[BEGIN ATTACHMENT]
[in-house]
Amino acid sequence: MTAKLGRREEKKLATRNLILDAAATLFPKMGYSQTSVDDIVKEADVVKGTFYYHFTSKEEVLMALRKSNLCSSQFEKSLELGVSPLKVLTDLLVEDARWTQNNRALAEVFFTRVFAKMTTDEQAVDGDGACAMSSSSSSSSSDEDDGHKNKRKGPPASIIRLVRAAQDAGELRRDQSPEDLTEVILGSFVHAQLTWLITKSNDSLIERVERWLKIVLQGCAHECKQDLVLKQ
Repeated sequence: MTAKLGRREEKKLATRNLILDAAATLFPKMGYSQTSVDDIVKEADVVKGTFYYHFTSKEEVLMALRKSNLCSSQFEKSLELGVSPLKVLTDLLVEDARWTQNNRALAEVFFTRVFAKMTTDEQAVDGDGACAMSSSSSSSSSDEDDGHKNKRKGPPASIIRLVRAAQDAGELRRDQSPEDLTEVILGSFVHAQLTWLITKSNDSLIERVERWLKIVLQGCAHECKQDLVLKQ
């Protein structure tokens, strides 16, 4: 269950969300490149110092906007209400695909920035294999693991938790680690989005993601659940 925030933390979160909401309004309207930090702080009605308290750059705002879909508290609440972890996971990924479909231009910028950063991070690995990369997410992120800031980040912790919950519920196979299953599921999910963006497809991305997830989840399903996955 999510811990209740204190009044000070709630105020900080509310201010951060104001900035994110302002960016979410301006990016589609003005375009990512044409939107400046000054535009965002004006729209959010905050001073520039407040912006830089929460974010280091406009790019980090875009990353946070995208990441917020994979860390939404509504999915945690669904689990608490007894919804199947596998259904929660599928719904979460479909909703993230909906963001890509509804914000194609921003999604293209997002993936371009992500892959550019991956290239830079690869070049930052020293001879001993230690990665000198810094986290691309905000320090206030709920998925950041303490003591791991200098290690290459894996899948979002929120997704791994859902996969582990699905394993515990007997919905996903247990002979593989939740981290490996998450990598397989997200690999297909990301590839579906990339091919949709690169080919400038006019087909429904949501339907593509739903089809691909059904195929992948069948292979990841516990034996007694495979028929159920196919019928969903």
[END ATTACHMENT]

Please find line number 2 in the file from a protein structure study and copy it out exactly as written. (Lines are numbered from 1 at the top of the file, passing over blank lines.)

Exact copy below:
Amino acid sequence: MTAKLGRREEKKLATRNLILDAAATLFPKMGYSQTSVDDIVKEADVVKGTFYYHFTSKEEVLMALRKSNLCSSQFEKSLELGVSPLKVLTDLLVEDARWTQNNRALAEVFFTRVFAKMTTDEQAVDGDGACAMSSSSSSSSSDEDDGHKNKRKGPPASIIRLVRAAQDAGELRRDQSPEDLTEVILGSFVHAQLTWLITKSNDSLIERVERWLKIVLQGCAHECKQDLVLKQ